This story does have a happy ending however! It took about a year, but after so many complaints from hospital staff, and system malfunctions, the higher-ups in charge finally agreed to reconstuct the system to make it more usuer-friendly. BUD even got a face lift, cutting his user interface down to just letters, numbers, and one green button! Now my mom was coming home with sucess stories. She felt so emporwed in fact, that she finally decided to try making an email account and getting a cell phone, things she swore she would never do because they were too confusing. Fast forward to the present, and she is an emailing, texting, technology pro! Way to go mom!

Wednesday, September 9, 2009

Dr. Groove 202.

This is the Dr. Goove 202. It is a drum machine used for making "dope beats".

One of my good friends used this drum machine in a band we were in together in Maine. My job was to write the keyboard parts, and he played with the drum machine.

I saw one of these guys in the window of a store the other day, and I remembered how easy my friend had made it seem to use this drum machine, so I purchased it.

When I plugged it in and began to play around with it however, it no longer seemed so easy. Although the set up of the interface appears to be fairly intuitive, it is not at all. It took me over an hour to finally figure out how to record something, even though the record button is very easily found. I thought it would be a walk in the park after I could finally record, but really it was all down hill from there.

Now I know that machines like this usually come with a manual to help you learn how to use it, but I tend to find manuals to be tedious and boring, and generally not all that helpful. When I go to program beats I want to spend approximately 5 minutes figuring out the ins and outs of the machine, and then that's that. Okay so maybe that makes me a little lazy, but it's true that in today's fast paced world, a good interface design is one that is intuitive and doesn't require hours of your time just to figure out the basics.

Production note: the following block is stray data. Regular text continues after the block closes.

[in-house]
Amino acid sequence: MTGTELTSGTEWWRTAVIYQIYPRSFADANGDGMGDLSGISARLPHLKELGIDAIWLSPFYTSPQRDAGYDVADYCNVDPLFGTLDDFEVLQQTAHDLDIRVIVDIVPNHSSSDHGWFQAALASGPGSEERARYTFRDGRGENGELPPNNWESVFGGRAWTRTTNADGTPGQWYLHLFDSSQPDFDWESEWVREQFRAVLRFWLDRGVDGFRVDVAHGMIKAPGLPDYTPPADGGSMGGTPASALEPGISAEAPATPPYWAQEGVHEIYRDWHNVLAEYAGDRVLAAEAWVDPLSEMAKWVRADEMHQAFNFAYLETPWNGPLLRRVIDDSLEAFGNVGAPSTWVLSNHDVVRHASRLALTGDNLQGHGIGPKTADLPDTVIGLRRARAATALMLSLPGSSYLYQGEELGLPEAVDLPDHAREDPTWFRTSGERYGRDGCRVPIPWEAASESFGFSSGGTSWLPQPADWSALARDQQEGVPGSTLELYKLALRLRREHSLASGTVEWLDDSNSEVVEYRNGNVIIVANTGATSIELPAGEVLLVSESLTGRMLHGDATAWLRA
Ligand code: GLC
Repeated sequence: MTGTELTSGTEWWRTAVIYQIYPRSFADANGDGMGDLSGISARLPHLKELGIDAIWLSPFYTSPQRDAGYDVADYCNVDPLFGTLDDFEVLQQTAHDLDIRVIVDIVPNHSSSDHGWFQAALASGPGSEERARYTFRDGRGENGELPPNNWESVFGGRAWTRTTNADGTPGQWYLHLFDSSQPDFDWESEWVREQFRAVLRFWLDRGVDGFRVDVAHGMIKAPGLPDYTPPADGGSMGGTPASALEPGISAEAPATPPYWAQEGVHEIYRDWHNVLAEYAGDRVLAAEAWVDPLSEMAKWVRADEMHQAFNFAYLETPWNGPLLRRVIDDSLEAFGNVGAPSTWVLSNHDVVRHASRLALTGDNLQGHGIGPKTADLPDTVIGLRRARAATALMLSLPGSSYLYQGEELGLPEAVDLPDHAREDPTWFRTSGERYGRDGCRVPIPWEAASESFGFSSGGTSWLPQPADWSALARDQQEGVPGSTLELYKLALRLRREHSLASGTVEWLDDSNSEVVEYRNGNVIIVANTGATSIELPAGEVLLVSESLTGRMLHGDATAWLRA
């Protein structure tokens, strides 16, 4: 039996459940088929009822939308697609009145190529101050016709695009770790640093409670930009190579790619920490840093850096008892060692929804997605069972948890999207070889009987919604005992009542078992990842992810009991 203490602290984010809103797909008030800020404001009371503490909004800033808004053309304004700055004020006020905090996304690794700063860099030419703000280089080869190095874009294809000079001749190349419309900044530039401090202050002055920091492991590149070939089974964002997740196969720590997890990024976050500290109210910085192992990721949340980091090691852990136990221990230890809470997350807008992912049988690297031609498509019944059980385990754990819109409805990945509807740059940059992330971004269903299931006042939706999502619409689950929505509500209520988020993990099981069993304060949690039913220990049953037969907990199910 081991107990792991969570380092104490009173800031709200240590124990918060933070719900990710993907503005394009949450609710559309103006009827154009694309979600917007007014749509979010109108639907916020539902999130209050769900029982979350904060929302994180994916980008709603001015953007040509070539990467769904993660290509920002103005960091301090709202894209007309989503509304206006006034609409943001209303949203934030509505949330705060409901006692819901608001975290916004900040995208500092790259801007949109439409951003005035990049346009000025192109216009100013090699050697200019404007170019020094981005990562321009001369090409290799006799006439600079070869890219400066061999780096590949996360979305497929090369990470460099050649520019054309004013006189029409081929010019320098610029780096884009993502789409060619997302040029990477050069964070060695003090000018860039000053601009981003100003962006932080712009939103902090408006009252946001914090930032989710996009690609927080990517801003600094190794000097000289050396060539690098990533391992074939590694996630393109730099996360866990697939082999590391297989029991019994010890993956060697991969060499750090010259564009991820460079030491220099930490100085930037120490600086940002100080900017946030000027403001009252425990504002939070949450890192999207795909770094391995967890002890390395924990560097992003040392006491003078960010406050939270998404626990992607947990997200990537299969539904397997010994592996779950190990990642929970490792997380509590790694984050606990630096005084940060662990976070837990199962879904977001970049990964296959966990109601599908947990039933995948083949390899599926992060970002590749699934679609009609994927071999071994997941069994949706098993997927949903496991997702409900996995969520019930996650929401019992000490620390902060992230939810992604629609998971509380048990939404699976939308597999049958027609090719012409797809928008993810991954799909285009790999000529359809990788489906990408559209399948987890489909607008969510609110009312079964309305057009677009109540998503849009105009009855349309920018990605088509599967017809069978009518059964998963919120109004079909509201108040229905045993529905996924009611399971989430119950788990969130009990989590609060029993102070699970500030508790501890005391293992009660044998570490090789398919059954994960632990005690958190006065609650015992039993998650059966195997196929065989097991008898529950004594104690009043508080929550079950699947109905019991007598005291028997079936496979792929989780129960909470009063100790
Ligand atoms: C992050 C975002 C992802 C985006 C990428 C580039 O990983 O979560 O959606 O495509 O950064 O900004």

Usefulness VS. Usability.

So after giving my brain sometime to digest the reading about clarifying affordances, I am still somewhat confused when it comes to the concept of usefulness vs. usability of design. To me it seemed that usefulness and usability are one in the same, but it is clear in the text that this is not the case, as the author talks about differentiating between these two aspects of design.

After rereading I noticed a sentence in the text that said:
"The designer cares more about what actions the user perceives to be possible than what is true."
This lead me to believe that what the article is trying to say, is that usability is related to what you think the object will do, and usefulness is the actual affordance of the object, or what it actually does. As of now, this is the best conclusion I can come up with, but it still doesn't feel like much more than an educated guess.

Even though I feel like I may have wrapped my mind around the concept of these two different aspects of design, I still don't know if I see the point in differentiating between the two. Is it possible that Gibson and Nelson, and all of the other scholarly people who have tackled the concept of usefulness vs usability have simply over thought the matter? Allow me to explain.

The Merriam-Webster dictionary defines usefulness as "the quality of having utility and especially practical worth or applicability". The same dictionary defines usability as "convenient and practicable for use". Now, maybe I am missing something, but it seems to me as though these two words mean pretty much the same thing! So how is it that you can form to different design concepts out of synonyms?

It is totally possible that I am over thinking things, but I am still interested in discussing this subject with others, and seeing if anyone else agrees, disagrees, or just thinks that I am fixating on a non-issue. I'm not sure if anyone else in the class will read this, but if you do, what is your take?